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Your Step-By-Step Guide to Attending a Franchise Trade Show Explore franchise brands and business opportunities like a pro.

By Jeff Cheatham

entrepreneur daily

Opinions expressed by Entrepreneur contributors are their own.

With several thousand different franchise concepts on the market today, wading into the wide range of concepts and business models can seem like an overwhelming task ⁠— especially for first-time buyers. To get started, you could begin your own internet research and/or seek the counsel of a qualified franchise broker to help navigate the process.

But if you plan to augment your quest by attending a franchise show in person, get ready to experience a whole new level of reality. This will be your chance to get up close and personal with franchise brands and their representatives. To do it right, you'll want to prepare ahead of time to maximize your time on the trade show floor. There are so many concepts and so many choices, but your time allowance is limited — so you'll need to use it wisely.

To attend a franchise expo like a pro, here are five ways for potential franchisees to get the most out of the event.

1. Find the right trade show option

Thanks to the robust schedule of franchising trade shows, chances are there's one coming to a city or town near you. They tend to gravitate towards the major metropolitan areas of the U.S., so it might necessitate a bit of a drive if you live in a more rural area. That being said, you should still be able to review your options for shows that would only require a brief road trip. FranchiseWire has a decent list of franchise expos, conventions and shows for 2022, along with an explanation of the type of exhibitors and attendees. You'll want to attend the prospective franchisee and/or investor-related shows.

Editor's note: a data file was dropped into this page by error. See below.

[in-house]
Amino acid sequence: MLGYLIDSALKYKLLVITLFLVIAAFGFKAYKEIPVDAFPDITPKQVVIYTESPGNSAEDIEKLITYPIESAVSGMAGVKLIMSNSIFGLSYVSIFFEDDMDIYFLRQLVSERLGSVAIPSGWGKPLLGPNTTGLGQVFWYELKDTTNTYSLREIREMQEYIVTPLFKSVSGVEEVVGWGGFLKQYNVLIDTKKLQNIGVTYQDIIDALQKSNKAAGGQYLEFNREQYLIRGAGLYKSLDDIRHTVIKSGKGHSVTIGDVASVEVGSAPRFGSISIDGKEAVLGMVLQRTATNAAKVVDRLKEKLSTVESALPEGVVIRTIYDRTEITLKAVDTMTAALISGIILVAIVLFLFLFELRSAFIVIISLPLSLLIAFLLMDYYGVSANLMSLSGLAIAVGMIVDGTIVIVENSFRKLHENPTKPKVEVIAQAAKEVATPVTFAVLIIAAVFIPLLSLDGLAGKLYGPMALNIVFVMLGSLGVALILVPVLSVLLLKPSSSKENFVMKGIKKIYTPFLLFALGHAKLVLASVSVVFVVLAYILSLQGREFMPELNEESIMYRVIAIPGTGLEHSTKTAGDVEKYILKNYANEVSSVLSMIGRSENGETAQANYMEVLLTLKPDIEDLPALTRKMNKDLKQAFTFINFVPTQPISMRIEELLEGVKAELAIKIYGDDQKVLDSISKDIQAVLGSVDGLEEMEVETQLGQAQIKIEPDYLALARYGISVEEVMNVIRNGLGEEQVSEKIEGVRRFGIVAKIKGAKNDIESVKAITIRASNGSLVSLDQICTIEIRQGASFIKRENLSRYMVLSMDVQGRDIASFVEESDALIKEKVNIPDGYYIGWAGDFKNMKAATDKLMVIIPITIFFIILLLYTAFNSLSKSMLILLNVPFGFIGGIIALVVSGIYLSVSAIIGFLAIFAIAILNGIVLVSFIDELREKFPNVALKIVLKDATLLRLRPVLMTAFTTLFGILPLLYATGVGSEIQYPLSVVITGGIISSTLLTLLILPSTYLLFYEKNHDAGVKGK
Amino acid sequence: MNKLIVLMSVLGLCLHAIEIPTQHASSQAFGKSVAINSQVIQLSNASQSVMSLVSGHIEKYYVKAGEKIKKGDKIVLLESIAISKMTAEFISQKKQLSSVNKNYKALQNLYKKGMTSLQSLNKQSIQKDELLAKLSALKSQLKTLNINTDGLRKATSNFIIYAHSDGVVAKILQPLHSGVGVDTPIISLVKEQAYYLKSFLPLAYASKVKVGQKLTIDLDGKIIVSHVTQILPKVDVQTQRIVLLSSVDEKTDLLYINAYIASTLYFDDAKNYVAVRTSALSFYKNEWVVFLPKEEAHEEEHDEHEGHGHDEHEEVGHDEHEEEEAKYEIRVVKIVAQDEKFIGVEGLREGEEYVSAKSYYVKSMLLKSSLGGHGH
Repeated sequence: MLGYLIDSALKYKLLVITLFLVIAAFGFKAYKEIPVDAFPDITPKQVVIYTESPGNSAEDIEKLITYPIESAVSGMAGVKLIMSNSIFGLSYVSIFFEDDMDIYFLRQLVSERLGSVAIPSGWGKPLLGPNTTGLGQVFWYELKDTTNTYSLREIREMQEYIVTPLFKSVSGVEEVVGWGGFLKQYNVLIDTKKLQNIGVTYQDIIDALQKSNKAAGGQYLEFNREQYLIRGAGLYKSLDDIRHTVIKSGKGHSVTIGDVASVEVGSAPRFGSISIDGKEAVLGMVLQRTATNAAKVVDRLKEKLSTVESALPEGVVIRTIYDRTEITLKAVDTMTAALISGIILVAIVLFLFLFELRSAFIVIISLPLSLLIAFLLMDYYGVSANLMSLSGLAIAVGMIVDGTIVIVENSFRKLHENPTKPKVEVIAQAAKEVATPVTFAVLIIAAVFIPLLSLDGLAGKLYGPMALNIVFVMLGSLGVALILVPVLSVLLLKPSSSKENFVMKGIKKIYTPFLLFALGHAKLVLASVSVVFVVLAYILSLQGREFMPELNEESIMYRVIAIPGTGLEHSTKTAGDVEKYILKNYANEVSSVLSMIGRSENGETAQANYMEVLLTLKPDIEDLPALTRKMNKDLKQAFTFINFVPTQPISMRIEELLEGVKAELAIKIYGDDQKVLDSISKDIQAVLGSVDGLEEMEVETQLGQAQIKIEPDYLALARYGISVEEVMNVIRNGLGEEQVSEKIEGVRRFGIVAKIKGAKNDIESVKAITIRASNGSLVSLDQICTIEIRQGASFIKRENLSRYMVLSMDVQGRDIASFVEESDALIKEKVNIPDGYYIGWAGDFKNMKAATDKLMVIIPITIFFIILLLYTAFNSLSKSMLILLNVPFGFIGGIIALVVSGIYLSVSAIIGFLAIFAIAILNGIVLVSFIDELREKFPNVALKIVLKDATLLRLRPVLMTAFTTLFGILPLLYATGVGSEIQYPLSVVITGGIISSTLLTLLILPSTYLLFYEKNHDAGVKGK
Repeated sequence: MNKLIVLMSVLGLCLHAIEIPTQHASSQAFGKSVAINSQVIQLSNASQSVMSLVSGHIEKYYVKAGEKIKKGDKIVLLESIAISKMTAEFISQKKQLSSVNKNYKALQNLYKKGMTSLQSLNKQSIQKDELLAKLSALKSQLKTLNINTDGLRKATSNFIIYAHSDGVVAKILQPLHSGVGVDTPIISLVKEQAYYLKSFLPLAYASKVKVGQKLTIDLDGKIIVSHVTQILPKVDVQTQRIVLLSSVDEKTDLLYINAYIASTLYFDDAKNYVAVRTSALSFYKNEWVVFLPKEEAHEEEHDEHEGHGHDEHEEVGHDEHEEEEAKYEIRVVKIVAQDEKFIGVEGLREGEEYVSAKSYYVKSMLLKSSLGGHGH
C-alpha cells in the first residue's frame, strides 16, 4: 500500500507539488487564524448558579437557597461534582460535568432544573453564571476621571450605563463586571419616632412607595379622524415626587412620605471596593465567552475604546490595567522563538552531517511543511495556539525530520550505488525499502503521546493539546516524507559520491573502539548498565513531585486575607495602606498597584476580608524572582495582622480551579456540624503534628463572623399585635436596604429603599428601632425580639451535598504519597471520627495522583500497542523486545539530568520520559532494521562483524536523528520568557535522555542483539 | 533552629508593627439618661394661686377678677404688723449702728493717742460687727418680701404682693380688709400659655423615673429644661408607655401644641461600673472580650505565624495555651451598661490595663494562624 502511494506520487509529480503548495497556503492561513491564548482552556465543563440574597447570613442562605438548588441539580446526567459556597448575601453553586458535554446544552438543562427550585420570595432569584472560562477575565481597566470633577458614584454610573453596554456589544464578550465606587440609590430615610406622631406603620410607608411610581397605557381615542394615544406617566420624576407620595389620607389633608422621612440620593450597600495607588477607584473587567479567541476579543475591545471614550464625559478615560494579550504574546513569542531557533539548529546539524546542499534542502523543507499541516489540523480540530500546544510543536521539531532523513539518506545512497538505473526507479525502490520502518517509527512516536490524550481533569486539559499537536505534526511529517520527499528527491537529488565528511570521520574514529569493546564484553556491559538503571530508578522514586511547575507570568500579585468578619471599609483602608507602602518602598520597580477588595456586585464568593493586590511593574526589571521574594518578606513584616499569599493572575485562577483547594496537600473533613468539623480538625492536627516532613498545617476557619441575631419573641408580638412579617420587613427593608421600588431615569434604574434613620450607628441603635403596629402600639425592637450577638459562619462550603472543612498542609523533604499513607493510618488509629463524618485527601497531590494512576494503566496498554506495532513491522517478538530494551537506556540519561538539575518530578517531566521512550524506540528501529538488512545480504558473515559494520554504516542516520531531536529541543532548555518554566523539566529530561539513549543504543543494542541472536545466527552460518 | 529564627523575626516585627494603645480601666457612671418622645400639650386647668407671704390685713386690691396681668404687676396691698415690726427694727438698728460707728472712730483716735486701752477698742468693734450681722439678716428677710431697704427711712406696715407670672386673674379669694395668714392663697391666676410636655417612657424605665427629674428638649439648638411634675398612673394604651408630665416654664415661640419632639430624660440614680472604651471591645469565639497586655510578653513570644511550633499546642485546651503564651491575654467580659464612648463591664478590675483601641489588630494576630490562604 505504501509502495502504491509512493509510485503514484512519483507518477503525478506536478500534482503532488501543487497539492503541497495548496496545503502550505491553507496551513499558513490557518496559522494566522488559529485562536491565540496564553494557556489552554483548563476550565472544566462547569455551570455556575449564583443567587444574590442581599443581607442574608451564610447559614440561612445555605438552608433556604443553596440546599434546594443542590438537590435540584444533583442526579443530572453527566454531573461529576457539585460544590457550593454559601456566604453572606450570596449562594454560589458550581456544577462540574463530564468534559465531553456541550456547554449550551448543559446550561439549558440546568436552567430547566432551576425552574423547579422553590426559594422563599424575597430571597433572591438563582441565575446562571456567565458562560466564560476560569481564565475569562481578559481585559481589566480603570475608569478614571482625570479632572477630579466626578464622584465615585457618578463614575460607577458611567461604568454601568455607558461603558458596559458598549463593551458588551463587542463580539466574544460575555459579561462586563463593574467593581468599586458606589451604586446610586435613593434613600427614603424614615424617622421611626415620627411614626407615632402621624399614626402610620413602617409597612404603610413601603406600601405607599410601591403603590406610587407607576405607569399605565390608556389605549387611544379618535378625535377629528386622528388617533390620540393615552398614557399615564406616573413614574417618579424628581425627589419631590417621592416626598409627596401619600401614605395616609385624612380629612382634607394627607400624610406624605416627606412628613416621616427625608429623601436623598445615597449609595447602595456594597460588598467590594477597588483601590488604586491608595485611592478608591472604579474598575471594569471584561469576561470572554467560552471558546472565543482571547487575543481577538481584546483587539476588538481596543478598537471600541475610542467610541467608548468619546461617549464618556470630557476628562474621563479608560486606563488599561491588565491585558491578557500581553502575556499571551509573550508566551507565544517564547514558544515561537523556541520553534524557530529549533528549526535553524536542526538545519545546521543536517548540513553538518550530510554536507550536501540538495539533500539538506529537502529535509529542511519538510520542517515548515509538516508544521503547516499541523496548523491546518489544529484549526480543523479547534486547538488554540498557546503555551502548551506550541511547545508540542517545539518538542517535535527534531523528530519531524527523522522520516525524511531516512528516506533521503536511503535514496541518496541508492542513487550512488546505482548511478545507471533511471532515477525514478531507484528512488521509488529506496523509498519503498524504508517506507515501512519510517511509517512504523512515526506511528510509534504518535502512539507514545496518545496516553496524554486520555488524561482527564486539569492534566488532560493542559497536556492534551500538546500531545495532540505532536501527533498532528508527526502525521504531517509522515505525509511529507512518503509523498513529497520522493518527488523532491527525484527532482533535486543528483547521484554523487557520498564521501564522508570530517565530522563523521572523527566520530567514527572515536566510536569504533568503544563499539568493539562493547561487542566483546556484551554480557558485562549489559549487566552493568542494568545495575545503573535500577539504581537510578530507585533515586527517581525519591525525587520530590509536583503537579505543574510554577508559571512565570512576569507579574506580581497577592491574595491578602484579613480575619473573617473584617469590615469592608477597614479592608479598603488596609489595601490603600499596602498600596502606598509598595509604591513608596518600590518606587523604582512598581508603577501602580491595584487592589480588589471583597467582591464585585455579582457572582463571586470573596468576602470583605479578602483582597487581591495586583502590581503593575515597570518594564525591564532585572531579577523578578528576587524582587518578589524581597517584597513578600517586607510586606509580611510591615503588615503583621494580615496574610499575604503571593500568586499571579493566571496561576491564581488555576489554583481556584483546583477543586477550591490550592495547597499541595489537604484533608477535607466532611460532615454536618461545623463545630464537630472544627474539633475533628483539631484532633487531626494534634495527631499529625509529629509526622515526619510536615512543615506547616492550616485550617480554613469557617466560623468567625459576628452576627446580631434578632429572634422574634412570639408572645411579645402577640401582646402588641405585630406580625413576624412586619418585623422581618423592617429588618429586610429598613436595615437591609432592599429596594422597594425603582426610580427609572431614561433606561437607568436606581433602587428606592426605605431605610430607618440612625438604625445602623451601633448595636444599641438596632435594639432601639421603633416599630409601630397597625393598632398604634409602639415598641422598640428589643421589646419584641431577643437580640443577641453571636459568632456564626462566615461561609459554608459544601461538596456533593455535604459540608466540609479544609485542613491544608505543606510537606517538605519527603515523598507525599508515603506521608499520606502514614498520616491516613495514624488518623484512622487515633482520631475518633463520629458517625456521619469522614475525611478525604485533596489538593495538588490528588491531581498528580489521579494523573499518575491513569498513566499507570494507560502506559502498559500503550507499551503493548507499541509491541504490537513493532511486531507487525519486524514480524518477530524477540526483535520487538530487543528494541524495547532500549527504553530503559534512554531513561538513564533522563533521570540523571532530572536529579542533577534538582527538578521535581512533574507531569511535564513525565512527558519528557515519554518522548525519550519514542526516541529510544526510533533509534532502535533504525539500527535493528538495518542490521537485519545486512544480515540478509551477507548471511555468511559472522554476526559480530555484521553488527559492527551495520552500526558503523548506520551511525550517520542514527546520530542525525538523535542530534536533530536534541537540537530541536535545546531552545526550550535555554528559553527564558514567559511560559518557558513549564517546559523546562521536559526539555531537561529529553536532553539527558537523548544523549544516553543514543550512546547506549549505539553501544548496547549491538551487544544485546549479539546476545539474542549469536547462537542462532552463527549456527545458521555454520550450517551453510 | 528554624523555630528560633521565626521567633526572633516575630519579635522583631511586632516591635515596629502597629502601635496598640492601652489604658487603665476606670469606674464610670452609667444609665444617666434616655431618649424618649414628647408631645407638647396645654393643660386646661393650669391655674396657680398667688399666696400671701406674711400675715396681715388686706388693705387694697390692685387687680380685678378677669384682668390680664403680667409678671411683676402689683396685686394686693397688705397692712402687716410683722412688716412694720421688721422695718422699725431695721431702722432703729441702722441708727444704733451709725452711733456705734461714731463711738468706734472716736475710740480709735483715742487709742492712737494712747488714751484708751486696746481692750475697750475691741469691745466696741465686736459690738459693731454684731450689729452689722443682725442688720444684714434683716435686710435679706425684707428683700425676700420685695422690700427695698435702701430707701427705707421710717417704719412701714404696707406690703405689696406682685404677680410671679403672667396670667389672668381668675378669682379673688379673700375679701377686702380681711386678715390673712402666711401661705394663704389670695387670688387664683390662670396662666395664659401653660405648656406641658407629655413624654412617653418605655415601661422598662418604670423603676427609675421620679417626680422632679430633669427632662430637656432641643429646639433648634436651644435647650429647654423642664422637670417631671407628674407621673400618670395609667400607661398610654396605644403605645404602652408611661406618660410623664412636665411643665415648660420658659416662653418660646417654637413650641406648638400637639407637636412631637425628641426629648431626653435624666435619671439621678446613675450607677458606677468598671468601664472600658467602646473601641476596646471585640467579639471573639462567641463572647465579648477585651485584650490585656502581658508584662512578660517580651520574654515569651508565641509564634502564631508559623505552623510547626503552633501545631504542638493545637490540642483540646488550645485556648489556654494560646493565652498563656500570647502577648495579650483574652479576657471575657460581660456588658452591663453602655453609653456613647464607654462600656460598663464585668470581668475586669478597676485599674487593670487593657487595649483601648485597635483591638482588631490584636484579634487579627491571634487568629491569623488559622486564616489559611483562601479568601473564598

Related: Franchise the Unexpected: 4 Franchisors Thinking Ahead

2. Look the part

Attending a franchise convention, trade show or expo is a setting in which you'll want to dress for success. This visit is essentially a two-way street. While you're evaluating the different franchise concepts on the trade show floor, those brand representatives manning the booth will be evaluating you as well. Business casual is strongly recommended, but it's also important to wear some comfortable shoes. You will definitely get your exercise as you make the rounds and explore the exhibitors.

While most trade shows will supply you with a tote bag for storing materials, it's also a good idea to take a light backpack or expandable folder. If you have the means to supply representatives with a current business card, do so. This is how they'll remember to follow up with you once they get back to brand headquarters. Remember, dressy clothes, comfortable shoes, shoulders back, confident gait, speak clearly, shake hands, make eye contact and be as personable as you can. After all, attending a trade show is a bit like a two-way job interview.

3. Cram for the exam